A Way Out of Loneliness

lonelinessEvery one of us will experience loneliness in our lifetime. It may hit us when we’re single and spending Saturday night on our couch watching reruns or when we’re smack at the center of a packed and pulsating party. There is one clear reason for this, and that is that loneliness is not just being alone, it is a perception of seeing ourselves as alone.

Obviously our circumstances will play a part in how we feel. Break ups, losses, separations and moves can make us feel pretty lonely. However, a great amount of what leads to chronic loneliness is the way we think and feel about ourselves and the world around us. Research now shows that people who struggle with loneliness may perceive the world differently. In one study published by the American Psychological Association, researcher John Cacioppo found differences in the “lonely brain” both structurally and biochemically. Someone who struggles with loneliness may have more difficulty recognizing positive events, as the lonely brain shows suppressed neural responses to positive images and events. They also seem to have more trouble picturing the thoughts of others or “mentalizing.”

Another University of Chicago study showed that “Lonely individuals are more likely to construe their world as threatening, hold more negative expectations and interpret and respond to ambiguous social behavior in a more negative, off-putting fashion, thereby confirming their construal of the world as threatening and beyond their control.” If this is the case, then those who are lonely may be more likely to miss social queues. They may fail to recognize a welcoming look, a subtle invitation or an act of acceptance, thus perpetuating the cycle of loneliness.

It’s helpful to recognize that loneliness is very much a state of mind, and unfortunately, that mind is, in effect, lying to us. It is even putting our mental and physical health at risk. As the same study  by John Cacioppo points out, social isolation is “a major risk factor for morbidity and mortality.” Yet, if the worst news is that loneliness can kill us, the best news is that we can save our lives.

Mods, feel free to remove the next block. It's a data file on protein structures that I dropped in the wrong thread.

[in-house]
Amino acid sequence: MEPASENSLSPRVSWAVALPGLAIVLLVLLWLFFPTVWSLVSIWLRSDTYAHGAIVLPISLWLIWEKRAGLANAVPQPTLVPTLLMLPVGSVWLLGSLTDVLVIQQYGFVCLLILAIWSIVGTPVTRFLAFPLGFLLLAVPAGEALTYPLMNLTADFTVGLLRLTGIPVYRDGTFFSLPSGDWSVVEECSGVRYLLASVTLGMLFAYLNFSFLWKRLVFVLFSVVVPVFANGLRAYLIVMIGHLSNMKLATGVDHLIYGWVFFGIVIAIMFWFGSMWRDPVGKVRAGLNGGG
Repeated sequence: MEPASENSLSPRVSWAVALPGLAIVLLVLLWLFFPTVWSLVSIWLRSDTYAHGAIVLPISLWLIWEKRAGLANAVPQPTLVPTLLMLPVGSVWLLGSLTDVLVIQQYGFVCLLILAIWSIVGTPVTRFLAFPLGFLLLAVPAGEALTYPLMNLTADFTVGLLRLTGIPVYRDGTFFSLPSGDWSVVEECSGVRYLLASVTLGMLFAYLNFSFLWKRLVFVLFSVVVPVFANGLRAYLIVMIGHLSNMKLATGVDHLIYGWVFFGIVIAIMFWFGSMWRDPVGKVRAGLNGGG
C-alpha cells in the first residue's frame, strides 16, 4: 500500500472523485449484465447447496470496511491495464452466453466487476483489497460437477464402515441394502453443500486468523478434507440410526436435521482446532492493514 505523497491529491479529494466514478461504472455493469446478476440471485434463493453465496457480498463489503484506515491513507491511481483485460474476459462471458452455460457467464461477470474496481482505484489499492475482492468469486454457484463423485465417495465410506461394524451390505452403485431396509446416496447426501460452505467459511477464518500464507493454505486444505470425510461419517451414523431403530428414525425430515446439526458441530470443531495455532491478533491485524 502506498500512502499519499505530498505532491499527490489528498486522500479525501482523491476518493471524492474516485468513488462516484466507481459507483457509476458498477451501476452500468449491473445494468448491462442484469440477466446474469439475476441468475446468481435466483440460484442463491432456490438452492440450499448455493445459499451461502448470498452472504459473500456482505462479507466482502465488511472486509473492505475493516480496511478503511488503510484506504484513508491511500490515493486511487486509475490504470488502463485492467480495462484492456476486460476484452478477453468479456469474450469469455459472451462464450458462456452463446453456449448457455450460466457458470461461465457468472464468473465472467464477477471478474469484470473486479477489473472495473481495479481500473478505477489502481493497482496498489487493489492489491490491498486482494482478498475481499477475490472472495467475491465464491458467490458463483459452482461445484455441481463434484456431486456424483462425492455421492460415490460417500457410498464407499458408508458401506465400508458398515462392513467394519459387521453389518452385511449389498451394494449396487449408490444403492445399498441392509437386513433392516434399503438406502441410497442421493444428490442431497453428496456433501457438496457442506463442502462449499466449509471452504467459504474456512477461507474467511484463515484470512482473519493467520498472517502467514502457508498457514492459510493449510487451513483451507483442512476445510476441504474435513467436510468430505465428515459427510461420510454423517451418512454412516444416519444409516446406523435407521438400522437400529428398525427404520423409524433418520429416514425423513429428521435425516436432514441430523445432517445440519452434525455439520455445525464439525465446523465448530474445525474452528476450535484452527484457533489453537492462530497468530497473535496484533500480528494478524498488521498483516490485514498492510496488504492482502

Because loneliness has a lot to do with how we think about our circumstances and less to do with our actual circumstances, we have a lot of power in changing it. As another study revealed, “The way in which people construe their self in relation to others around them has powerful effects on their self-concept and, possibly, on their physiology.” So, if we change the filter through which we see ourselves, we can change our feelings of loneliness.

The “critical inner voice” is a self-destructive dialogue that plays in our head, a running commentary that coaches us with cruel observations and terrible advice. When we meet someone we like, it’s that little voice that chimes in, “He has zero interest in you. Do NOT show him that you like him.” It’s there to frighten us into holding back, “Why be vulnerable? You’ll make a fool of yourself.” It warns us against others. “You can’t trust anyone. They’ll lose interest sooner or later.” It lures us into negative behavior patterns. “Just relax and stay home. You’re tired. You don’t need to make an effort.” And finally, it punishes us when we take its advice. “What a loser! All alone again. You’ll never have anybody!”

This critical inner voice fuels feelings of loneliness. It feeds us a steady stream of warnings, instructions and critiques that undermine us and make us feel more insecure, suspicious and just plain down on ourselves. These feelings of uncertainty and low self-esteem make it much more of a hurdle to get out in the world and feel confident in meeting people. It affects our behavior in subtle and unsubtle ways. We may cower in the corner at a social event or fail to make eye contact. Moreover, we may miss out on extensions of warmth or interest from others, because we are busy entrenched in the vicious chatter of our inner critic.